THESE are bad times for Bollywood. Two of the mighty Khans have delivered duds at the box office. Other stars are not doing too well either. The superheroes’ super-woes have triggered a super crisis.
Into its eighth month and with over 24 big-budget films having flopped, 2017 has so far been a disaster for the self-proclaimed “leader” of the Indian cinema. It is unclear if this Bollywood development will impact films in other languages, many of which are also not doing too well.
India churns out more than 1,200 full-length feature films annually. This year’s biggest blockbuster so far has been Bahubali 2: The Conclusion. Although multi-lingual, it is essentially a Telugu film. It has earned 50 billion rupees (RM3.34 billion) for the Hindi language version and 170 billion rupees for others — five times the huge sum it spent — in international market, creating an all-time record, according to Bollywood Box Office Collection Reviewz, a film trade website.
On top of the flop-heap is Tubelight. Produced and starred by Salman Khan, it cost billion-plus rupees to make. It has only managed to recover the cost.
Direction by a dependable Kabir Khan (Kabul Express and Bajrangi Bhaijaan) has not helped. Nor has the film’s contemporary message of peace and good-neighbourliness, amid the current standoff on India’s border with China. Salman has assured the film’s distributors that he would make good their losses estimated at 350 million rupees.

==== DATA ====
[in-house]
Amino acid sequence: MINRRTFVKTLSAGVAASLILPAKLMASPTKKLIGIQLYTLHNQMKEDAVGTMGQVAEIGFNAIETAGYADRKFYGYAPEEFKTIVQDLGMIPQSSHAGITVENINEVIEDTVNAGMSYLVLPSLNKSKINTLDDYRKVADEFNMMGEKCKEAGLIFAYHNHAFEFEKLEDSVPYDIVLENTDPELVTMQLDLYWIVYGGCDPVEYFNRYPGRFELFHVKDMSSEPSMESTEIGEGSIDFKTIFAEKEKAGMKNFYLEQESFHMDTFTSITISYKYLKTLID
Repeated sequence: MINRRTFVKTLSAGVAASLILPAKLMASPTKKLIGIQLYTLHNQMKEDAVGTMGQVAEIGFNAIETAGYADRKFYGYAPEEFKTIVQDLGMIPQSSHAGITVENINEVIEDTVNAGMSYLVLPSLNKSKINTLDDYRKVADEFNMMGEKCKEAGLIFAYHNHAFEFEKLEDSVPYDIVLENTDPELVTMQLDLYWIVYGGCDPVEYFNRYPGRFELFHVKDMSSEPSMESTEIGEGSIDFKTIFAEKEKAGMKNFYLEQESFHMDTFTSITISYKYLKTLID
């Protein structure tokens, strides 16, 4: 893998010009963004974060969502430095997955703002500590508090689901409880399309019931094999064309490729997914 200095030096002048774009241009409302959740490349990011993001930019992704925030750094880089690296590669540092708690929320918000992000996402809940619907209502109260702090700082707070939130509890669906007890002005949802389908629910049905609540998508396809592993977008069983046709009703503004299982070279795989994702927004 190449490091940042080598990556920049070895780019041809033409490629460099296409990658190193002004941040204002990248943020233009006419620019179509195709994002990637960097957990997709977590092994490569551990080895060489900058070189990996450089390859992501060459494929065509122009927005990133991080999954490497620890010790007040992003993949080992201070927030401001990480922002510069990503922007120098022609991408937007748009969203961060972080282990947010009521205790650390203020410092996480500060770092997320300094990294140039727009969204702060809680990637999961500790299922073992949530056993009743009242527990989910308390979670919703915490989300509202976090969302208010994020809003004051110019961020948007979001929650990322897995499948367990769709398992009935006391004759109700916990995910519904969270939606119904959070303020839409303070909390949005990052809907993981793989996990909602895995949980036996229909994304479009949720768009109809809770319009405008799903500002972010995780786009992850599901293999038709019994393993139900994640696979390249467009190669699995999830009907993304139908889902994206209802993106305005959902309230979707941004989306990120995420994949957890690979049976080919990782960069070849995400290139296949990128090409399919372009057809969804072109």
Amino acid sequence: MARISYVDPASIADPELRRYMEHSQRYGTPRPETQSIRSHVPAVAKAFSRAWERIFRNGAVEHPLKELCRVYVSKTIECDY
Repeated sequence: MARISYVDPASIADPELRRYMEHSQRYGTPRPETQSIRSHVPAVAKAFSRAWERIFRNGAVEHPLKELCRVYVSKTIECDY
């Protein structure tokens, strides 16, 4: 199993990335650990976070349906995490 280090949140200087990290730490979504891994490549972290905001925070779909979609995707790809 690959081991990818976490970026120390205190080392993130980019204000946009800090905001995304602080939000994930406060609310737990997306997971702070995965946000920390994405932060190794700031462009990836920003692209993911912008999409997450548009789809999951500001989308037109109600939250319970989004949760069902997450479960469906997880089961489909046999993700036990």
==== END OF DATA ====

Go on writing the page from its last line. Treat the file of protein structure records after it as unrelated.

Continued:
The latest to fall from public grace is Datuk Shahrukh Khan’s Jab Harry Met Sejal. It cost 800 million rupees, but has recovered 580 million rupees so far.
Produced by wife Gauri Khan, it is obviously SRK’s home production. Writer-director Imtiaz Ali had successfully paired SRK with Anushka Sharma twice in Rab Ne Bana Di Jodi (2008) and Jab Tak Hai Jaan (2012). But this time, the tourist-tourist guide romance, filmed in the scenic Prague, Amsterdam, Vienna, Lisbon and Budapest, has not helped. The film “is everything that is wrong with Bollywood”, ran a headline in Huffington Post India. It may have vanished from the cinema theatres by the time this is published.
Mercifully for him, the third of the Khan troika, Aamir, (discerning critics rate him above the other two) has escaped. He has not had a release since his Dangal, about women’s wrestling aspirations, hit the bull’s eye last year, earning 200 billion rupees, not only at home but also globally. This is Aamir’s repeat triumph after his PK became a rage in China, where love for Bollywood is reviving after so long.
Bollywood is in turmoil. Many, like director Rohit Shetty have rushed to the defence of Salman and SRK, insisting that “ups and downs are part of the film industry”. That is true. Also true is the diagnosis: bad writing and over-dependence on superstars. The twin issues have caused crises in the past as well.
But, this one is unprecedented because many big films with big stars have flopped. It calls into question the general strategy that a film with superstar(s) wooing comely, often much younger, heroine(s) on the screen, mounted on a lavish budget is a sure-shot to success.